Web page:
Water scarcity: Policy intervention alone won’t help

From planning and goal-setting to using fresh starts, there are a range of behavioural levers and combinations that can be used to nudge city dwellers to conserve water.
From planning and goal-setting to using fresh starts, there are a range of behavioural levers and combinations that can be used to nudge city dwellers to conserve water.

Summary

  • India is falling short of this vital resource. The state has a role in augmenting supplies but we need a citizen-centric approach to the efficient use of water. Let’s leverage behavioural nudges and reset social norms for a sustainable solution to this crisis.

Images of water tankers and people hustling around with pots, buckets and cans have become a common sight. We have seen it often in regions like Marathwada in Maharashtra or Saurashtra in Gujarat.

Now, we see it in Delhi too; in March, it was in Bengaluru. With water levels in our centrally monitored reservoirs at a five-year low, districts across 16 states face extreme shortages, even as extended spells of heat waves become frequent along with erratic and less-than-normal monsoon rains.

Strict policing, severe fines, states taking other states to court for water—these highlight the desperation. There seems to be no sustainable solution. But the crisis has not been created in a day, and therefore requires a strategic multi-faceted response over the long term—from transboundary to regional and local solutions. 

Investments to enhance net water availability, better pricing, metering and regulations are some supply-side responses. A humongous resource-intensive need is for Indian cities to future-proof themselves against such crises.

Also read: ’50 million gallons shortage per day, tanker mafia not the only problem,’ Atishi on how to solve Delhi’s water scarcity

Equally important are demand-side interventions to inculcate an ethos of water conservation. Water is precious and should not be a cause of stress. To ensure as much, we need citizen-centric approaches. Citizens are the ones affected, but they must also be the ones who help solve the scarcity with efficient water use with minimal waste.

Think of nudges: Interventions that leverage behavioural insights can be low-cost or no-cost alternatives. We must nudge city folks to adopt water conservation behaviour and significantly reduce its use. Across the globe, these green 'nudges' are being employed as policy options for conservation and climate action.

What are the insights that could aid in nudging our city folks towards water conservation behaviour?

People tend to judge their own behaviour against what is considered the social norm and often change their behaviour to conform with it. There is a body of evidence that underscores the use of social comparisons for reducing water use and encouraging sustainability. “Three-fourths of our guests reuse the towels" (or some such) is almost a ubiquitous message found across all reputed hotels in the world.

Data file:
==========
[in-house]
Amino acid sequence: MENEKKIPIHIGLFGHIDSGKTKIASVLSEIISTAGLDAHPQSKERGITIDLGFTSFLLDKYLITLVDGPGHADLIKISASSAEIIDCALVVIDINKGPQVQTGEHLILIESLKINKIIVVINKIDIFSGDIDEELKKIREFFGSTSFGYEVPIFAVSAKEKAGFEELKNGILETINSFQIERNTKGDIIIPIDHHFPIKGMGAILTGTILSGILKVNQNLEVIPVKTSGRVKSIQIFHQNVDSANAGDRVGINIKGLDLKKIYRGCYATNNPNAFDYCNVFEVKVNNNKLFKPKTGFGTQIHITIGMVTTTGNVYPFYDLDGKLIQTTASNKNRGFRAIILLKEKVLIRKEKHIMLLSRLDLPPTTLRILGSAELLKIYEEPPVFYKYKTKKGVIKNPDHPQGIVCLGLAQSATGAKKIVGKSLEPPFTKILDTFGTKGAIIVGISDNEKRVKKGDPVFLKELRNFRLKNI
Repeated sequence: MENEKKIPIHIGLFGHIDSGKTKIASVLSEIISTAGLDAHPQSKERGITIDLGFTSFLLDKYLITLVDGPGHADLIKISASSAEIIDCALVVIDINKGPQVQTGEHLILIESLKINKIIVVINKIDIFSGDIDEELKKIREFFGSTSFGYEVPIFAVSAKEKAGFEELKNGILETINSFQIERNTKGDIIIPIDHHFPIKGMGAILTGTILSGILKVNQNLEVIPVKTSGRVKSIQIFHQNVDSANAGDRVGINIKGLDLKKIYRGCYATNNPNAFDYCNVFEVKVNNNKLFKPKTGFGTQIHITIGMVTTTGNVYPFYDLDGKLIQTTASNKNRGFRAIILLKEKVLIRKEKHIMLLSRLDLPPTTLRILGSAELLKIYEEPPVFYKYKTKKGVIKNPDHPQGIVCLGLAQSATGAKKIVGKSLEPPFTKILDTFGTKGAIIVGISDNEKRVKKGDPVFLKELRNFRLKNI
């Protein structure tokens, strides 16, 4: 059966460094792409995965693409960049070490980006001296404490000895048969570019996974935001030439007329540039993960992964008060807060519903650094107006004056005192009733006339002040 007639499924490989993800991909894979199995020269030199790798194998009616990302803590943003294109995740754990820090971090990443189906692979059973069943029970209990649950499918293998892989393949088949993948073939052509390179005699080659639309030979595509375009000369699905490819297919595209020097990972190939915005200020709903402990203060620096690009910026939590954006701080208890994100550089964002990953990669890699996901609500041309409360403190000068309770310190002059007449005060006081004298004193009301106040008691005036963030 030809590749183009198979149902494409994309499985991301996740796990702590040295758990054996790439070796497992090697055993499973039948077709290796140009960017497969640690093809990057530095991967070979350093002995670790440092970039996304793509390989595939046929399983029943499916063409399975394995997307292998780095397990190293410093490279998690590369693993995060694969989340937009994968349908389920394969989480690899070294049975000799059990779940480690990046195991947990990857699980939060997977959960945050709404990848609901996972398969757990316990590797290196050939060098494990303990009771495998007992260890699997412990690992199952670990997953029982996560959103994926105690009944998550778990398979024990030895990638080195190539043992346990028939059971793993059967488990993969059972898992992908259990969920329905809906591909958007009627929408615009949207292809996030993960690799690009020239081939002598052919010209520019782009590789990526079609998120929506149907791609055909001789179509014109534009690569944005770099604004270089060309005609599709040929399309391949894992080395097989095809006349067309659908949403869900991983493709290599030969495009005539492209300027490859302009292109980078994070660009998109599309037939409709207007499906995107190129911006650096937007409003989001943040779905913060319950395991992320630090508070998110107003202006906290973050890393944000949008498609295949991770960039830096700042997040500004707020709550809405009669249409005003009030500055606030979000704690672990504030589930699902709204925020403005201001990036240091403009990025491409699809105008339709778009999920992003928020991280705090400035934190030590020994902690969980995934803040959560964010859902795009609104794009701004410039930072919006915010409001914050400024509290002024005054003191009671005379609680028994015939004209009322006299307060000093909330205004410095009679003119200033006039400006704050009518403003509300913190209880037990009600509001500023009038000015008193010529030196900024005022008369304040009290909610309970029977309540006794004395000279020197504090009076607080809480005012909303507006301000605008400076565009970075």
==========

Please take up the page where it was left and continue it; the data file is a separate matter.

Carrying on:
The message nudges hotel guests towards the desired behaviour, with the prevailing norm underlined for guests to see. Messaging that invokes social norms, such as from resident welfare associations of housing societies saying “80% of residents use buckets and mugs to bathe," or “use tumblers/turn off the tap while brushing/shaving," can potentially drive people to use less water.

Also read: Water level in reservoirs shrinks further to 27% of storage capacity

Turn nudges effective: The closer the nudge is to the action, the better the chance of the desired behaviour being adopted. So, a small sticker saying “close tap while brushing" on a bathroom vanity mirror is more effective in fostering conservation behaviour than a mass TV campaign or hoarding urging the same.

A study by the Centre for Excellence in Change, Chennai, showed the effectiveness of “stickers at consumption point" in water conservation. Or, for that matter, a small sticker on the flush button could potentially halve water usage. The idea is to make the message salient at the point of action or use.

Alterations in how choices are presented can also act as nudges. The classic example is reducing the size of the plate so that people take smaller helpings and thus eat less—a nudge towards healthy eating as well as reduced food waste. A low-flow shower-head can significantly reduce water consumed; a regular shower head has an estimated average flow rate of around 9 litres per minute, which is much too high. 

However, a much better option would be to simply use a bucket and mug with a low-flow tap. A low-waste water purifier is another such idea that can enhance use efficiency. Else, in many cases, almost 3 litres may be wasted forevery litre of water purified. Changes in the choice architecture can result in low water consumption.

Also read: A well-integrated action plan is needed to solve India's water crisis

Make it a people’s movement: From planning, goal-setting and smart metering to using fresh starts, there are a range of other behavioural levers and combinations that can be employed to nudge city dwellers to conserve water.

Yes, the government should do more. But there is a lot that the citizens must do too. The nature, scale and impact of this environmental—rather, existential—crisis necessitates that citizens play a highly active role in solving it. People need to acknowledge themselves as an instrument of change. 

Sustainable solutions require that the conservation tenets of ‘reduce, reuse and recycle’ are part of our everyday lives. Behavioural nudges can ensure that water conservation is adopted not just in times of scarcity, but it becomes a way of life.

The author is co- founder of Sambodhi, a social impact advisory.

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